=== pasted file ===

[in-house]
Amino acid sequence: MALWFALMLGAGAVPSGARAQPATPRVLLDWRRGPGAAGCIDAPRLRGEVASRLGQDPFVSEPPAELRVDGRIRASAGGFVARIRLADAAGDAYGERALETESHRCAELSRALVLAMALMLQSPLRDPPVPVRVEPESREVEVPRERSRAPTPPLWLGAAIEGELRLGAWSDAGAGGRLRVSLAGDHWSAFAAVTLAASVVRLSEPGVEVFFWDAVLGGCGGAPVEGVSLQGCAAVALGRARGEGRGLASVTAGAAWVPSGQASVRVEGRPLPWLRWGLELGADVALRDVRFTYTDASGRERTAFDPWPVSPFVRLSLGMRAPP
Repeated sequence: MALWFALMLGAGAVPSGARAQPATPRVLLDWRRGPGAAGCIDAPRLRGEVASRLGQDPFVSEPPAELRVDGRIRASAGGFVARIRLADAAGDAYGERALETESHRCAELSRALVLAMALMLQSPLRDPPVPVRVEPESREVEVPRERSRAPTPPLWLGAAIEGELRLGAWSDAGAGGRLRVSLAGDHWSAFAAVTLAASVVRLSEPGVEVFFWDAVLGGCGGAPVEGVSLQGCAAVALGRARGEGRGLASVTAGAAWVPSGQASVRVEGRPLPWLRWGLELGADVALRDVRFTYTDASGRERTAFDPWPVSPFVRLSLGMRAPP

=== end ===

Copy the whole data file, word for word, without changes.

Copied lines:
[in-house]
Amino acid sequence: MALWFALMLGAGAVPSGARAQPATPRVLLDWRRGPGAAGCIDAPRLRGEVASRLGQDPFVSEPPAELRVDGRIRASAGGFVARIRLADAAGDAYGERALETESHRCAELSRALVLAMALMLQSPLRDPPVPVRVEPESREVEVPRERSRAPTPPLWLGAAIEGELRLGAWSDAGAGGRLRVSLAGDHWSAFAAVTLAASVVRLSEPGVEVFFWDAVLGGCGGAPVEGVSLQGCAAVALGRARGEGRGLASVTAGAAWVPSGQASVRVEGRPLPWLRWGLELGADVALRDVRFTYTDASGRERTAFDPWPVSPFVRLSLGMRAPP
Repeated sequence: MALWFALMLGAGAVPSGARAQPATPRVLLDWRRGPGAAGCIDAPRLRGEVASRLGQDPFVSEPPAELRVDGRIRASAGGFVARIRLADAAGDAYGERALETESHRCAELSRALVLAMALMLQSPLRDPPVPVRVEPESREVEVPRERSRAPTPPLWLGAAIEGELRLGAWSDAGAGGRLRVSLAGDHWSAFAAVTLAASVVRLSEPGVEVFFWDAVLGGCGGAPVEGVSLQGCAAVALGRARGEGRGLASVTAGAAWVPSGQASVRVEGRPLPWLRWGLELGADVALRDVRFTYTDASGRERTAFDPWPVSPFVRLSLGMRAPP